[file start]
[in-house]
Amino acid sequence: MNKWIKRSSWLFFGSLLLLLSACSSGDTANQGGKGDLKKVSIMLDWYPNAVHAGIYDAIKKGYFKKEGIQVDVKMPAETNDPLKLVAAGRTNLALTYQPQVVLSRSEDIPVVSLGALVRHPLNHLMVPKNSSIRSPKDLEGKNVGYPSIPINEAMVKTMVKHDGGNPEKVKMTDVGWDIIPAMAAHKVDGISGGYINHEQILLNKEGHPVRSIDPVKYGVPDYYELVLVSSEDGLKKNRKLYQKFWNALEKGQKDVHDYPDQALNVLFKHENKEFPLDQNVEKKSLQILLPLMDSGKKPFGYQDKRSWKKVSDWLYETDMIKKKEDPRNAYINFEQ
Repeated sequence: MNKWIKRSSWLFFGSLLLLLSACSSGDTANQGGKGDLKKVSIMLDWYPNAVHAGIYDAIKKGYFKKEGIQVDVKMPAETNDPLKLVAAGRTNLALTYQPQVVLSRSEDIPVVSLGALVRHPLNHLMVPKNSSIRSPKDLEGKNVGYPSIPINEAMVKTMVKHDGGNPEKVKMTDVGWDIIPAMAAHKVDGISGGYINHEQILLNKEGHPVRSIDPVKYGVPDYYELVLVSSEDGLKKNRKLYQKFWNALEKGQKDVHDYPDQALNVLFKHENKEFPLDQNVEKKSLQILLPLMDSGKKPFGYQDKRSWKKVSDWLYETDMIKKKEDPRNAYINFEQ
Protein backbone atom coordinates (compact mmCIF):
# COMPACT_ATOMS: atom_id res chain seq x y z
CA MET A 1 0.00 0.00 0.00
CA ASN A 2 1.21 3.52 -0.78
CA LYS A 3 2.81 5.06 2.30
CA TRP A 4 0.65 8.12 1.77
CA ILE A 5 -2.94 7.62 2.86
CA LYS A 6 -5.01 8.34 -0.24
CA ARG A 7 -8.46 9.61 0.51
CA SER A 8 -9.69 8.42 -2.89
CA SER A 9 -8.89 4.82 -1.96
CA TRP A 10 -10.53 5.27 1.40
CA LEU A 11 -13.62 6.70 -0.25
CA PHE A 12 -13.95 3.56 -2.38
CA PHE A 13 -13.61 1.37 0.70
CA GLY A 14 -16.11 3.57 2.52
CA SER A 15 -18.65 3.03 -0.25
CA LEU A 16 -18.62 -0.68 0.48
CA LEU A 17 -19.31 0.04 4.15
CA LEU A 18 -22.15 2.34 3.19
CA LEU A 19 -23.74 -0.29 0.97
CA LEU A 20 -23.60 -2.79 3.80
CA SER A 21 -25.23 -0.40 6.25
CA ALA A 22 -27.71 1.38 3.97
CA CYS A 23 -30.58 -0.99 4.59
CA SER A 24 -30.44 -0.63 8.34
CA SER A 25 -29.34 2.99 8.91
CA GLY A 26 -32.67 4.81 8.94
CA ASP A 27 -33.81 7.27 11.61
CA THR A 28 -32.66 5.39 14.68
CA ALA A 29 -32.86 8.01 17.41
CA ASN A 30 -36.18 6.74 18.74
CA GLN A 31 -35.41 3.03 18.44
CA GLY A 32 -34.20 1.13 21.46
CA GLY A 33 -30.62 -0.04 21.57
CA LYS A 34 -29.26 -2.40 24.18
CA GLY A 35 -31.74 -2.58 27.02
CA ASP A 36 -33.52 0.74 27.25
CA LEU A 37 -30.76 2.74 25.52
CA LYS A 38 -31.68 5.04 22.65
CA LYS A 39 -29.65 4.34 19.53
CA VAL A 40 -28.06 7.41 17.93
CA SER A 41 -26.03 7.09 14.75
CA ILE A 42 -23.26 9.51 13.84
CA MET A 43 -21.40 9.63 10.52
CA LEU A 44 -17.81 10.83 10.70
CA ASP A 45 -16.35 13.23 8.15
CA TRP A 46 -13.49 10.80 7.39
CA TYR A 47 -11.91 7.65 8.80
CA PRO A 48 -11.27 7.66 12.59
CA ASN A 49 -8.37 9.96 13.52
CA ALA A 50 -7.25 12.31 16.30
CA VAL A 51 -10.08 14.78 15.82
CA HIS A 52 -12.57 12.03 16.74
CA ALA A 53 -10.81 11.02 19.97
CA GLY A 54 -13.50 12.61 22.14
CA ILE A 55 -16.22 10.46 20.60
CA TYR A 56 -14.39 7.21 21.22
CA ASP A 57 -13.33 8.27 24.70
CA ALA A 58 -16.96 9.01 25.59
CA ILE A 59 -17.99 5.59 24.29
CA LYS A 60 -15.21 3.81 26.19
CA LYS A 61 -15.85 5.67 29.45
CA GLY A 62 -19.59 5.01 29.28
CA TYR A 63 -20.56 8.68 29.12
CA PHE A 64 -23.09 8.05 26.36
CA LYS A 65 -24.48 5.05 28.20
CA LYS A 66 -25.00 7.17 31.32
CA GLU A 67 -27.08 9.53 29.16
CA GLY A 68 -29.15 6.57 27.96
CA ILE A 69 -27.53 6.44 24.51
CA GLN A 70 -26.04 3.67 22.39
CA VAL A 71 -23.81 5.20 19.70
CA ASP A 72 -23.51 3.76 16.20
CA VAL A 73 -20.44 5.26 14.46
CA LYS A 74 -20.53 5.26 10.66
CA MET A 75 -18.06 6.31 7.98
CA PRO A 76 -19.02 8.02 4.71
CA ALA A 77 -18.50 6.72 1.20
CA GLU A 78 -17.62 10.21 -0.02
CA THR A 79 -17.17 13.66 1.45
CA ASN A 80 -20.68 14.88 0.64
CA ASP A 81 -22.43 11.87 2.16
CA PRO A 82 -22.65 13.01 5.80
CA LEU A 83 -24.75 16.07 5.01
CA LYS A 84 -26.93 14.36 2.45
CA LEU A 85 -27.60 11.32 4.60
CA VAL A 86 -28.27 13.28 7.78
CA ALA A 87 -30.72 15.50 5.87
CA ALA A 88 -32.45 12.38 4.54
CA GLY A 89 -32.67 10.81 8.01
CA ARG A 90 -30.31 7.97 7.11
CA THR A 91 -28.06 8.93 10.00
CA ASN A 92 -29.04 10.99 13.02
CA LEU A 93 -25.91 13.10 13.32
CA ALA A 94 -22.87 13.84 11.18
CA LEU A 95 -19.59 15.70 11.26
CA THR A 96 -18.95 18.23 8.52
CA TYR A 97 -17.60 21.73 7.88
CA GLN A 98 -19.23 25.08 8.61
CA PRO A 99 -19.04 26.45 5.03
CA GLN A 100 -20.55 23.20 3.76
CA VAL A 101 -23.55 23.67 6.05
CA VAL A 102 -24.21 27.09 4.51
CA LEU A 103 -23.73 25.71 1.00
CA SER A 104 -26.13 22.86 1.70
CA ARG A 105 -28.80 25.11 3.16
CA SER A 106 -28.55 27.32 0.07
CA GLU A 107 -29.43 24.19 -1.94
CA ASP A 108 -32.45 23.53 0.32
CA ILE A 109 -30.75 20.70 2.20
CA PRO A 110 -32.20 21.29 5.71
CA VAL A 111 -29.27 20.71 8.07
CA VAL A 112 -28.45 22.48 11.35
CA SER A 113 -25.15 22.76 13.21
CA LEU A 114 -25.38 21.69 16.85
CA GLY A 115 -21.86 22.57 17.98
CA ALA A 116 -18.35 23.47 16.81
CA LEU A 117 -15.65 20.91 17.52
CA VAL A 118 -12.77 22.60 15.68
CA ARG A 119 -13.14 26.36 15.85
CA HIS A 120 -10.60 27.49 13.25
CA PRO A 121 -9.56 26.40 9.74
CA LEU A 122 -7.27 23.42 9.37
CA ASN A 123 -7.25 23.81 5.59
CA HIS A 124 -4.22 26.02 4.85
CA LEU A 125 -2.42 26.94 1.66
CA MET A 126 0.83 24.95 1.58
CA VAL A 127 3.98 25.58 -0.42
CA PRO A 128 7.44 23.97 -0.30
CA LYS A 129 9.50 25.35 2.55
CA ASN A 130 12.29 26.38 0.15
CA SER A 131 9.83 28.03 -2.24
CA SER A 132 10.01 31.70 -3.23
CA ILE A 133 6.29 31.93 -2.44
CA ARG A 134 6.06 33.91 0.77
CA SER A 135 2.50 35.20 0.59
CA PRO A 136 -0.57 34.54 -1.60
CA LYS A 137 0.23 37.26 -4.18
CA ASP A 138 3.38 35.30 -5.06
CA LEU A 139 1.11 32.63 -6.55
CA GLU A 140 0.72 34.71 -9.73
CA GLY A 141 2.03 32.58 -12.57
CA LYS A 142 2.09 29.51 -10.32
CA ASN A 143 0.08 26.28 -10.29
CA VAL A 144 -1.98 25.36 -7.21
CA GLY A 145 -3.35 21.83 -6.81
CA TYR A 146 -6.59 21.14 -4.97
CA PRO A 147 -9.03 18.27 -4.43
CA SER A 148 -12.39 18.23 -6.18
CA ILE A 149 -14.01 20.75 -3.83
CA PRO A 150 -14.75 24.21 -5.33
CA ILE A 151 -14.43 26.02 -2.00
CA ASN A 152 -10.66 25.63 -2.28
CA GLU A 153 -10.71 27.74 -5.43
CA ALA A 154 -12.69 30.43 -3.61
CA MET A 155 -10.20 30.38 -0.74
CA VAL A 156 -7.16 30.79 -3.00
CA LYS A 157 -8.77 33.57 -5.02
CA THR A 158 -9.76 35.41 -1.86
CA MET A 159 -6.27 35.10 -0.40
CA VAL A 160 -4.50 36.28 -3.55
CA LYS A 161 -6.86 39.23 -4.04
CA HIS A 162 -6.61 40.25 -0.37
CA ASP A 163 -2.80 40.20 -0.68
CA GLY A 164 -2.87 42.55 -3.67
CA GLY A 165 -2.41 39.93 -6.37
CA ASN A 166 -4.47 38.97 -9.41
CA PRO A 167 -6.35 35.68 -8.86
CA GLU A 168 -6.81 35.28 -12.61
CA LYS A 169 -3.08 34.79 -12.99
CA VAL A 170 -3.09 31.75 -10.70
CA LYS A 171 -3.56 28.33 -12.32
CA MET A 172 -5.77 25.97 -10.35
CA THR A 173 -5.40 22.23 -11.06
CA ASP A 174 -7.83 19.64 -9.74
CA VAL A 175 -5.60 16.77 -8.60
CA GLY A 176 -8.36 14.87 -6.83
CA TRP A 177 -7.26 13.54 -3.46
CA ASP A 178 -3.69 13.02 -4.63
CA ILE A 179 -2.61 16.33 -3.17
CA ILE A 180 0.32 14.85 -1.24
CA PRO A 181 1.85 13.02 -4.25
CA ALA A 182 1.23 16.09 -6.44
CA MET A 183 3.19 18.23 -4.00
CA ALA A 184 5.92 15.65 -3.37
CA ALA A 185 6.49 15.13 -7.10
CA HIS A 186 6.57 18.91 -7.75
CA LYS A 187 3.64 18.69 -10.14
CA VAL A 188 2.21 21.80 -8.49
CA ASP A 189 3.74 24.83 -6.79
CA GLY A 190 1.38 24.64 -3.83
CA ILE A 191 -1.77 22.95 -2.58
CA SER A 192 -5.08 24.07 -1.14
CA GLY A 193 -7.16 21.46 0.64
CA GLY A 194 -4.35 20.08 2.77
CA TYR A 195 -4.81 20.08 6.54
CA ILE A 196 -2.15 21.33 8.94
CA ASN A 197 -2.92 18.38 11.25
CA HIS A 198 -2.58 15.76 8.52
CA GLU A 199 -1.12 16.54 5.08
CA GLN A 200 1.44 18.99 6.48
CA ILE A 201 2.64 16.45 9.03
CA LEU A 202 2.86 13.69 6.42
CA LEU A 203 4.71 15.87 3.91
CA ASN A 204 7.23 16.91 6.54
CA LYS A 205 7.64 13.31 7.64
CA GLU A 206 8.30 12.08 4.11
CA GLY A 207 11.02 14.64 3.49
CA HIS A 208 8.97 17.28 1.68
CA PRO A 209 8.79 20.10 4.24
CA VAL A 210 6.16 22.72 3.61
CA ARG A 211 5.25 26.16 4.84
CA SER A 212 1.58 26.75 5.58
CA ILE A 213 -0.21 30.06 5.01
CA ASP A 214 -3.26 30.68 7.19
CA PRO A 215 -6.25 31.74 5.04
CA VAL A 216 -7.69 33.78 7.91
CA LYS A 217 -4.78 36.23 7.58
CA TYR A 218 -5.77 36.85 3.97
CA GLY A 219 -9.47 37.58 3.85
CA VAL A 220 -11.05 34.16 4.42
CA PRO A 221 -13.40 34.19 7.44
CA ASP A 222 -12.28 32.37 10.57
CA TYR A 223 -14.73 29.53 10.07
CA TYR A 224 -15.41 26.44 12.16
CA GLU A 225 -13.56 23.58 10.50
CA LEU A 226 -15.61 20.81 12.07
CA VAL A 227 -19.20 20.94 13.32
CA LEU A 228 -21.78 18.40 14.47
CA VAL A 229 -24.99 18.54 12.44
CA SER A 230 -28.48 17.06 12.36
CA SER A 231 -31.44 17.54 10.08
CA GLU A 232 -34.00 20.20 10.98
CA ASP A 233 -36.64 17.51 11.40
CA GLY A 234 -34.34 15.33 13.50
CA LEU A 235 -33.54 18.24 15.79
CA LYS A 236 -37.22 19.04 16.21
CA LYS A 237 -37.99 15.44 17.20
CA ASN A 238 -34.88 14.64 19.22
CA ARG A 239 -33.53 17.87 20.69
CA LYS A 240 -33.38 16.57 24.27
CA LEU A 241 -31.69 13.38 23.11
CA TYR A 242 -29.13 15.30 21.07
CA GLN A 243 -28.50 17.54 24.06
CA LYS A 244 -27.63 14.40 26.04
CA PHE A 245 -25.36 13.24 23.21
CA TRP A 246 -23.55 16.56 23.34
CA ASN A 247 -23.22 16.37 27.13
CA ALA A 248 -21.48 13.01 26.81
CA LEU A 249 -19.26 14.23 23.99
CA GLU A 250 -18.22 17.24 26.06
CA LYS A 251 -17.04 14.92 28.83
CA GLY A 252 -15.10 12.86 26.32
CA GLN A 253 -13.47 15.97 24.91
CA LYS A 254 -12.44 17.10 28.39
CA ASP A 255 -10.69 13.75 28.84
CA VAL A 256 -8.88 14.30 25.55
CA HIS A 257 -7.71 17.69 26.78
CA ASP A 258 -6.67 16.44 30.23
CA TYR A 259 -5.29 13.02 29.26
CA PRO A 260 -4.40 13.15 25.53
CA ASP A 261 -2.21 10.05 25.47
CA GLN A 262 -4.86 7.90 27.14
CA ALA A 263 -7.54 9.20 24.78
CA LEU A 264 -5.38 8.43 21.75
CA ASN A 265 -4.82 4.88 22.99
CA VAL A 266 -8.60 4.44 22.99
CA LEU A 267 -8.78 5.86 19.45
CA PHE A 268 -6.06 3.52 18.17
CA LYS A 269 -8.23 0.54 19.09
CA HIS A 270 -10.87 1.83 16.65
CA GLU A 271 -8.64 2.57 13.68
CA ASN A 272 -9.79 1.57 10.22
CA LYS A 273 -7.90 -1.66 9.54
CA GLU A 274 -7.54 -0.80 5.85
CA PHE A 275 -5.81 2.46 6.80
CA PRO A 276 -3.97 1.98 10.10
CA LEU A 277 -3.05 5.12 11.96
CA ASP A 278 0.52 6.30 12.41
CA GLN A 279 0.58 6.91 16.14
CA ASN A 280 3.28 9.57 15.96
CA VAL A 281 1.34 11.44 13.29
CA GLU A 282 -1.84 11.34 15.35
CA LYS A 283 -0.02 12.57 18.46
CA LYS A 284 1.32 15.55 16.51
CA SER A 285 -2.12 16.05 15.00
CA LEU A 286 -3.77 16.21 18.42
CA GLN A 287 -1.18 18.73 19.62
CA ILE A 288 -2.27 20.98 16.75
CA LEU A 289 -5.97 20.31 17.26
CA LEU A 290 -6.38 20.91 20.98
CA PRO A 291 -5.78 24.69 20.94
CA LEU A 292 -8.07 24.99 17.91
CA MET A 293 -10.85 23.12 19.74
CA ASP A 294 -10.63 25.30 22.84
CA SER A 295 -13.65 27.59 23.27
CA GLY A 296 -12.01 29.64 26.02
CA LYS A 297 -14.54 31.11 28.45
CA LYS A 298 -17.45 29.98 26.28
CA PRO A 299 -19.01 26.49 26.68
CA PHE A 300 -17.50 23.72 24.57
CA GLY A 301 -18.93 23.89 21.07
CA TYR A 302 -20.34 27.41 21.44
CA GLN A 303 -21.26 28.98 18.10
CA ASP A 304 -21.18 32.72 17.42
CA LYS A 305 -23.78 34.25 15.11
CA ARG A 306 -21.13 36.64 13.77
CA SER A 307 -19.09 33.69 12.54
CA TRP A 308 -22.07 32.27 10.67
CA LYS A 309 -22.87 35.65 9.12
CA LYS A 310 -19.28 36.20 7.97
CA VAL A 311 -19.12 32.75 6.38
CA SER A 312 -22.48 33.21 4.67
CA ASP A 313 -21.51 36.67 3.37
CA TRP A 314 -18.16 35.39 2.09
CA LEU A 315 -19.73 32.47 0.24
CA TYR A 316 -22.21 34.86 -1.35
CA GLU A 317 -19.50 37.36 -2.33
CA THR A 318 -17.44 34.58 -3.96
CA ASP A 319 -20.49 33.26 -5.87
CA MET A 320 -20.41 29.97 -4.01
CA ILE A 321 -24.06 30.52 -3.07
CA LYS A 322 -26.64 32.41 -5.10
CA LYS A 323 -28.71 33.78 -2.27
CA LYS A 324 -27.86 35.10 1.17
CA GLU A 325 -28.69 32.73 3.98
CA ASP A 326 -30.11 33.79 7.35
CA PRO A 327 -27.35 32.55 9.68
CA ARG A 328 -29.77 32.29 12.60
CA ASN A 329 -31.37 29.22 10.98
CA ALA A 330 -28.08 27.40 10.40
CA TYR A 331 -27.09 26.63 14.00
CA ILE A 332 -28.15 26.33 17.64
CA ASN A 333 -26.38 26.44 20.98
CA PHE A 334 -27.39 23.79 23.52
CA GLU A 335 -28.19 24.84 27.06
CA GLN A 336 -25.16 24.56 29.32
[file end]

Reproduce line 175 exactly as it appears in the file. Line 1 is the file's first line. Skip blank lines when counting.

CA VAL A 170 -3.09 31.75 -10.70